Mari Selvaraj explains how he shot these scenes: “Since Karuppi is my brother’s dog, she was always with me. I made children from my place act in the film, as the people who are following the dog. So Karuppi was familiar with everyone. She was friendly with Kathir because he was with me. He was dressed like a person from my village, so it wasn’t like a shooting spot for the dog. Not just that shot, there are many such visuals where you’ll see the emotional bond between the dog and the actor. I don’t think anyone in Tamil cinema has captured it to this extent.”

The film’s cinematographer, Sridhar, shot the scenes with a gimbal camera because Mari was keen to keep things as close to reality as possible.

Karuppi is now a mother with two puppies.

“She gave birth soon after we released the Karuppi song,” Mari says.

On his cast and crew

Comedian Yogi Babu is also part of the cast. Mari says that the actor has played a memorable role in the film, as Anand.

“He has done comedy but it’s not the kind he usually does. I’m sure this will be an important film in his life. He modified his style of comedy to suit my film,” he says.

Mari with Anandhi

Santhosh Narayanan, who has worked with Pa Ranjith from the beginning of the latter’s career, has scored the music for Pariyerum Perumal.

“He was busy with Kaala, so I went ahead and shot the entire film. He watched it and really liked it. He showed me how music could make a small film into a big one. He hasn’t used the usual rural music that people put for such films, he wanted to make it universal. You can see this reflected in each song,” he says.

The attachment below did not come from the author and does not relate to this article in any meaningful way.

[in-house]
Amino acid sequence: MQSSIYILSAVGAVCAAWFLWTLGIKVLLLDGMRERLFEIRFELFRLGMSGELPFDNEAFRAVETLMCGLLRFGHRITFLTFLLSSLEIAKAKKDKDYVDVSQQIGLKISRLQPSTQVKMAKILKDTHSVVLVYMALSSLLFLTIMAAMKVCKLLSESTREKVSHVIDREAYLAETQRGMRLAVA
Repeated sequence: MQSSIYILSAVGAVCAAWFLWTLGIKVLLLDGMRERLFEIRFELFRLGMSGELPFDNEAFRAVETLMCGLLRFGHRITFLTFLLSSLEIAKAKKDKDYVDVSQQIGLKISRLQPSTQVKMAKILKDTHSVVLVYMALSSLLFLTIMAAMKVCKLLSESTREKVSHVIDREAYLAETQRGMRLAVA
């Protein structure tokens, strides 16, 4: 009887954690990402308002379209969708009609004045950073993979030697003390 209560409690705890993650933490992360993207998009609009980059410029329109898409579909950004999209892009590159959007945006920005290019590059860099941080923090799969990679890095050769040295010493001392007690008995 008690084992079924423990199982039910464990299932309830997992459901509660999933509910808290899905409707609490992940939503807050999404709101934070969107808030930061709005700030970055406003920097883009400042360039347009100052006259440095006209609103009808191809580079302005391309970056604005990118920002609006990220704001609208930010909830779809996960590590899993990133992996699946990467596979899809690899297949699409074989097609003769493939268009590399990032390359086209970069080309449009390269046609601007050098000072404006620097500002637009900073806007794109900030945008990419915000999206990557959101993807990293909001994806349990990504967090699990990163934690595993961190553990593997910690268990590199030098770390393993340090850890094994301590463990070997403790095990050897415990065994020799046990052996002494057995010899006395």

In fact, Mari says that the film language in Pariyerum Perumal will be distinct from what we usually see in non-metro cinema. He adds that this can be observed in editor Selva’s work as well as art director Ramu’s vision.

On cinema and politics

The trailer of the film which released recently, begins with ‘Educate, Organise, Revolt’, echoing BR Ambedkar’s words. It also resonates with Kaala, Pa Ranjith’s latest release with Rajinikanth.

Caste politics has been represented in Tamil cinema earlier, but perhaps never so vocally as in Pa Ranjith’s films.

Mari says, “There are many films which come out about these issues but nobody realises what they are saying. They are either condemned or ignored. Ranjith annan’s victory is massive and that’s why everyone is speaking about it. If he hadn’t succeeded, nobody would be talking about it. People assume that such stories cannot succeed, that this politics will not have an appeal.”